Building Empathy in Young Children with Aggressive Behaviors
Written by Dr. Ali Kresch Levine
It is (objectively) never fun when our children engage in physically aggressive behaviors toward others such as hitting, pushing, kicking, scratching, hair-pulling, etc. During these moments, it is incredibly difficult for parents (myself included) to remain calm due to a variety of potential reactions such as anger, embarrassment, worry, or physical pain (if, say, the parent is the one getting their hair pulled). While these responses are completely human and understandable, they also tend to escalate an already-tense situation thereby reducing the potential effectiveness of any attempted interventions.
When all is calm, though - in moments when the child is not behaving aggressively and the adult is grounded enough to parent intentionally - a powerful way to address aggressive behavior in children is by modeling and teaching the practice of empathy, a skill required to help individuals of all ages make safe and effective behavioral choices. Below are some tips on how to…
- Re-conceptualize our judgments around aggressive behaviors in young children,
- Garner empathy in young children, and
- Track and celebrate progress with Goodtimer
(For advice on "in-the-moment" interventions, see this awesome article from the Child Mind Institute.)
WHY do young children hit?
…because, much to our chagrin, they were not born knowing how to regulate their emotions. Ideally, throughout childhood and adolescence people learn to identify, understand, and communicate their feelings thereby enabling them to make effective life choices. Young children, however, lack these skills which helps to explain their poor impulse control and the little-to-no intention behind their (sometimes aggressive) behaviors. Parents must recognize that aggressive outbursts are extremely common in children and are even - in most cases - developmentally appropriate.
Three ways to cultivate a home environment with more empathy and less aggression?
- [In moments of communal calm…] Clarify Expectations by Setting House Rules: Try holding a family meeting to establish clear and simple house rules. This approach helps children a) know their boundaries, b) learn the values they are expected to align with, and c) feel accountable (after all, they helped come up with the rules in the first place!). Formally pronouncing a house rule such as “Be Kind and Gentle” sets an important behavioral standard for our little ones to bear in mind while indicating what to do as opposed to what not to do (e.g., “don’t hit!”).
- [In moments of communal calm…] Encourage Empathetic Behavior through Role Play: Try leading your child in exercises that will help build empathy by teaching them to be curious about their feelings and the feelings of others. Suppose you are watching a show together where one of the characters misses the school bus and begins to cry. You might say, “Hmm, I wonder what that character is feeling right now. Do you have any guesses?” Or, “Can you imagine if that happened to you? What feelings might you have?” (Check out Parenting Science's article on building empathy for more info!)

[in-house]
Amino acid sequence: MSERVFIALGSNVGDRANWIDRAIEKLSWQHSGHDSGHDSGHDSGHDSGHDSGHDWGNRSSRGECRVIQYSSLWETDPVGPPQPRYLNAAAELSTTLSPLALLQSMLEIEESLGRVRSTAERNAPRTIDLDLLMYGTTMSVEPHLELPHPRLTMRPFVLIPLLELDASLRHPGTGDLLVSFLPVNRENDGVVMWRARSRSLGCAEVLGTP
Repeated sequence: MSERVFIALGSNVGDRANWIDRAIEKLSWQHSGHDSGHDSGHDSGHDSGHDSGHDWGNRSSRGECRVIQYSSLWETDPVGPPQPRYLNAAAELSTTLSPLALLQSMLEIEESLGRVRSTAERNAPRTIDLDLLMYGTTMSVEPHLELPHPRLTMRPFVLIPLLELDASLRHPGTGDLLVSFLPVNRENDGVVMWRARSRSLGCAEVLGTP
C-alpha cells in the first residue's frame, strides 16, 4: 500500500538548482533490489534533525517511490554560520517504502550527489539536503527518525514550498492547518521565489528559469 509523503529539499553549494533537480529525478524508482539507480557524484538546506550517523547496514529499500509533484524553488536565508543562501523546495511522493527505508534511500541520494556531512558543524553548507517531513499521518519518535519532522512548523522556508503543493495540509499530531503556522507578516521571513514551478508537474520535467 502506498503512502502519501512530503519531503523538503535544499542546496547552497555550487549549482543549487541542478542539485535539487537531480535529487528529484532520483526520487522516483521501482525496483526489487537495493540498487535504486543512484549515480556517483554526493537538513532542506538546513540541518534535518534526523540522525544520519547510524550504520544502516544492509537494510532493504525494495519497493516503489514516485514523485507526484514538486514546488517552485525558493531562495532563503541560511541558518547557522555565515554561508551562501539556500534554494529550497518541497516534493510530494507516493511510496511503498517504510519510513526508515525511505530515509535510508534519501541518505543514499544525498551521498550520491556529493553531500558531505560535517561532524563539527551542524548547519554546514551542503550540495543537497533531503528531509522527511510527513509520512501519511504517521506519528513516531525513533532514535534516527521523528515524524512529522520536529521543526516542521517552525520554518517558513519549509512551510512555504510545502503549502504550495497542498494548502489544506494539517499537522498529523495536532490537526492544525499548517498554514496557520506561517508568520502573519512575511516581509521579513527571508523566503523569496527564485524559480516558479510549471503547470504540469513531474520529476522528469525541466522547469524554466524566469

- [In moments of communal calm…] Practice Positive Reinforcement (with Goodtimer!): It was psychology giant B.F. Skinner whose experiments first showed individuals are more likely to repeat behaviors which are positively reinforced (calling all psych dorks - more info on Skinner's theory can be found here). In other words, rewarding your little one with praise when you catch them behaving empathetically should lead to more empathetic behaviors in the future. Praise comes in many forms including verbal praise: “Wow, you were really able to put yourself in someone else’s shoes!” and physical praise (e.g., in the form of a hug). Goodtimer offers praise via its audio, visual, and token economy features. In addition, Goodtimer provides children the chance to become tangibly involved in their own behavioral tracking; they are as accountable for their ineffective choices (e.g., when they are told to flip over the device to pause Good Time) as they are responsible for their victories (e.g., when they are told to return the device to its upright position to account for Good Time earned). (Click here to read about how the American Academy of Pediatrics endorses positive reinforcement in parenting!)
When parents can meet their young children’s aggression with patience, understanding, and empathy, they are communicating the social and biological reality that children are works in progress (as are adults, for that matter). Modeling empathy and encouraging its practice with praise and reinforcement builds harmony in the home, benefiting children and parents alike. (Click here for Parenting Science's advice on other ways to approach parenting a child with aggressive tendencies.)
If you are having extreme difficulty managing your child’s aggressive behavior, consider consulting a professional to help you.
Links to referenced resources:
- For more information on emotion dysregulation in young children and for in-the-moment advice re: handling the problematic behaviors: https://childmind.org/guide/parents-guide-to-problem-behavior/#block_64cbd9b5b5e0c
- For more on teaching empathy: https://parentingscience.com/teaching-empathy-tips/
- For more on the science behind positive reinforcement: https://www.simplypsychology.org/operant-conditioning.html
- Here is the American Academy of Pediatrics’ article in support of parenting using positive reinforcement: https://publications.aap.org/aapnews/news/13135/Principles-of-positive-parenting-can-be-shared?autologincheck=redirected
- For more ways to approach parenting children who have aggressive tendencies: https://parentingscience.com/aggression-in-children/